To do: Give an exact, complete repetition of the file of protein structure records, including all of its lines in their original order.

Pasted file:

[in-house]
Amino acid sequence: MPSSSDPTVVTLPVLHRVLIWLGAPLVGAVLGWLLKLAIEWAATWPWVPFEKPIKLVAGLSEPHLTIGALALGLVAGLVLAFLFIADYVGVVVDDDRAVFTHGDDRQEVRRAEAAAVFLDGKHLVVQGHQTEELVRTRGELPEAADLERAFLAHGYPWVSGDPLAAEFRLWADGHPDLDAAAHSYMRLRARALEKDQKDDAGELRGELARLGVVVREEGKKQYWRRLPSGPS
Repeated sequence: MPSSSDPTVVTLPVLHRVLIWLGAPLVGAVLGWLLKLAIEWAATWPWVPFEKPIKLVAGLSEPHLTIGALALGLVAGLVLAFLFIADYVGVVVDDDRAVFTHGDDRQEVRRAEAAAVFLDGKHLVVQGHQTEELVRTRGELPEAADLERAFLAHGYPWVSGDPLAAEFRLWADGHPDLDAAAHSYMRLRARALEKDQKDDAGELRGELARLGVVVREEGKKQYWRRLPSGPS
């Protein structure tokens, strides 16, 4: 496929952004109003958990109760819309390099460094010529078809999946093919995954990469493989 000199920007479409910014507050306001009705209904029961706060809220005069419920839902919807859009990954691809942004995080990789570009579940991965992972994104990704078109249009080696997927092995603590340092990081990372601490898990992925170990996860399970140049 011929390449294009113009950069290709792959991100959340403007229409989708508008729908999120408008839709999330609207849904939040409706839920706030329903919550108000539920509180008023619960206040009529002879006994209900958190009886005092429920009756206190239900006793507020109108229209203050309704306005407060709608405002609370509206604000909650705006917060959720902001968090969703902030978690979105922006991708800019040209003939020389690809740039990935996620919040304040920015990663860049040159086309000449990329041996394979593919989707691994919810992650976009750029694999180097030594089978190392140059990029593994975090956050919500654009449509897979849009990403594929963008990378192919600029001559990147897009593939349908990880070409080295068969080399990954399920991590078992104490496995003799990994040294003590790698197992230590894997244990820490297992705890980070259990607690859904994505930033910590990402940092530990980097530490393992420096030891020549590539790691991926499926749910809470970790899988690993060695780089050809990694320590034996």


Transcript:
[in-house]
Amino acid sequence: MPSSSDPTVVTLPVLHRVLIWLGAPLVGAVLGWLLKLAIEWAATWPWVPFEKPIKLVAGLSEPHLTIGALALGLVAGLVLAFLFIADYVGVVVDDDRAVFTHGDDRQEVRRAEAAAVFLDGKHLVVQGHQTEELVRTRGELPEAADLERAFLAHGYPWVSGDPLAAEFRLWADGHPDLDAAAHSYMRLRARALEKDQKDDAGELRGELARLGVVVREEGKKQYWRRLPSGPS
Repeated sequence: MPSSSDPTVVTLPVLHRVLIWLGAPLVGAVLGWLLKLAIEWAATWPWVPFEKPIKLVAGLSEPHLTIGALALGLVAGLVLAFLFIADYVGVVVDDDRAVFTHGDDRQEVRRAEAAAVFLDGKHLVVQGHQTEELVRTRGELPEAADLERAFLAHGYPWVSGDPLAAEFRLWADGHPDLDAAAHSYMRLRARALEKDQKDDAGELRGELARLGVVVREEGKKQYWRRLPSGPS
């Protein structure tokens, strides 16, 4: 496929952004109003958990109760819309390099460094010529078809999946093919995954990469493989 000199920007479409910014507050306001009705209904029961706060809220005069419920839902919807859009990954691809942004995080990789570009579940991965992972994104990704078109249009080696997927092995603590340092990081990372601490898990992925170990996860399970140049 011929390449294009113009950069290709792959991100959340403007229409989708508008729908999120408008839709999330609207849904939040409706839920706030329903919550108000539920509180008023619960206040009529002879006994209900958190009886005092429920009756206190239900006793507020109108229209203050309704306005407060709608405002609370509206604000909650705006917060959720902001968090969703902030978690979105922006991708800019040209003939020389690809740039990935996620919040304040920015990663860049040159086309000449990329041996394979593919989707691994919810992650976009750029694999180097030594089978190392140059990029593994975090956050919500654009449509897979849009990403594929963008990378192919600029001559990147897009593939349908990880070409080295068969080399990954399920991590078992104490496995003799990994040294003590790698197992230590894997244990820490297992705890980070259990607690859904994505930033910590990402940092530990980097530490393992420096030891020549590539790691991926499926749910809470970790899988690993060695780089050809990694320590034996």